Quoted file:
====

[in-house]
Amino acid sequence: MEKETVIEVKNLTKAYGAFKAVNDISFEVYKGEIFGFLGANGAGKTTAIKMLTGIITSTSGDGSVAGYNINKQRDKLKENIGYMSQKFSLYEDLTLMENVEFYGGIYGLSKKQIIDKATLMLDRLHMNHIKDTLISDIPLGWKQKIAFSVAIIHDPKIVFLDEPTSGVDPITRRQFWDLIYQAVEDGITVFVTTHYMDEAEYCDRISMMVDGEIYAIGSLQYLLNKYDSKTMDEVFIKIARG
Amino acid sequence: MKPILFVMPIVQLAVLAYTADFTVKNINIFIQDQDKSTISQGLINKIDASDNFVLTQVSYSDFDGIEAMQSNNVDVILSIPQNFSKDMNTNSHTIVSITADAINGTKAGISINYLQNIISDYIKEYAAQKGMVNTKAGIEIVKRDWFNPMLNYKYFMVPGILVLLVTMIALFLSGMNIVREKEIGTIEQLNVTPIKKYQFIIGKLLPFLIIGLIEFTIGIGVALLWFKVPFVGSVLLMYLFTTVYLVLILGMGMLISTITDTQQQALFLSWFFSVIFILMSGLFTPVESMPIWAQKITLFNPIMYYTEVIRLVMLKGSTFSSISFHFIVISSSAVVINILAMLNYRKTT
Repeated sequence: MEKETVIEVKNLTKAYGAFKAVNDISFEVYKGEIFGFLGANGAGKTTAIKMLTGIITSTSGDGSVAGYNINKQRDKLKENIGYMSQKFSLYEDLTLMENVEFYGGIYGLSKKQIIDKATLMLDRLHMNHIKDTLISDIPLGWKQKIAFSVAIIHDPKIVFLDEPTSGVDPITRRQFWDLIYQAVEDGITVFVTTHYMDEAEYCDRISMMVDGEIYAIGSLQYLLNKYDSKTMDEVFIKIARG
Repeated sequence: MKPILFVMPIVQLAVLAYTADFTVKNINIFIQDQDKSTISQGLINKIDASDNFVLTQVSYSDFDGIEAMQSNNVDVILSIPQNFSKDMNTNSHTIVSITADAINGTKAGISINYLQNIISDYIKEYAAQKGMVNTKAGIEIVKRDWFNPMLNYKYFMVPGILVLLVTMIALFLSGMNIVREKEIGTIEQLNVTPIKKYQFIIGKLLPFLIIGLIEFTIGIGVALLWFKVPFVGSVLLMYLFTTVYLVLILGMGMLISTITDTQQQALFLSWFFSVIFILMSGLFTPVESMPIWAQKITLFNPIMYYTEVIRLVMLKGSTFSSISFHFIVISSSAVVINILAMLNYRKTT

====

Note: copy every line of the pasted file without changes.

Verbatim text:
[in-house]
Amino acid sequence: MEKETVIEVKNLTKAYGAFKAVNDISFEVYKGEIFGFLGANGAGKTTAIKMLTGIITSTSGDGSVAGYNINKQRDKLKENIGYMSQKFSLYEDLTLMENVEFYGGIYGLSKKQIIDKATLMLDRLHMNHIKDTLISDIPLGWKQKIAFSVAIIHDPKIVFLDEPTSGVDPITRRQFWDLIYQAVEDGITVFVTTHYMDEAEYCDRISMMVDGEIYAIGSLQYLLNKYDSKTMDEVFIKIARG
Amino acid sequence: MKPILFVMPIVQLAVLAYTADFTVKNINIFIQDQDKSTISQGLINKIDASDNFVLTQVSYSDFDGIEAMQSNNVDVILSIPQNFSKDMNTNSHTIVSITADAINGTKAGISINYLQNIISDYIKEYAAQKGMVNTKAGIEIVKRDWFNPMLNYKYFMVPGILVLLVTMIALFLSGMNIVREKEIGTIEQLNVTPIKKYQFIIGKLLPFLIIGLIEFTIGIGVALLWFKVPFVGSVLLMYLFTTVYLVLILGMGMLISTITDTQQQALFLSWFFSVIFILMSGLFTPVESMPIWAQKITLFNPIMYYTEVIRLVMLKGSTFSSISFHFIVISSSAVVINILAMLNYRKTT
Repeated sequence: MEKETVIEVKNLTKAYGAFKAVNDISFEVYKGEIFGFLGANGAGKTTAIKMLTGIITSTSGDGSVAGYNINKQRDKLKENIGYMSQKFSLYEDLTLMENVEFYGGIYGLSKKQIIDKATLMLDRLHMNHIKDTLISDIPLGWKQKIAFSVAIIHDPKIVFLDEPTSGVDPITRRQFWDLIYQAVEDGITVFVTTHYMDEAEYCDRISMMVDGEIYAIGSLQYLLNKYDSKTMDEVFIKIARG
Repeated sequence: MKPILFVMPIVQLAVLAYTADFTVKNINIFIQDQDKSTISQGLINKIDASDNFVLTQVSYSDFDGIEAMQSNNVDVILSIPQNFSKDMNTNSHTIVSITADAINGTKAGISINYLQNIISDYIKEYAAQKGMVNTKAGIEIVKRDWFNPMLNYKYFMVPGILVLLVTMIALFLSGMNIVREKEIGTIEQLNVTPIKKYQFIIGKLLPFLIIGLIEFTIGIGVALLWFKVPFVGSVLLMYLFTTVYLVLILGMGMLISTITDTQQQALFLSWFFSVIFILMSGLFTPVESMPIWAQKITLFNPIMYYTEVIRLVMLKGSTFSSISFHFIVISSSAVVINILAMLNYRKTT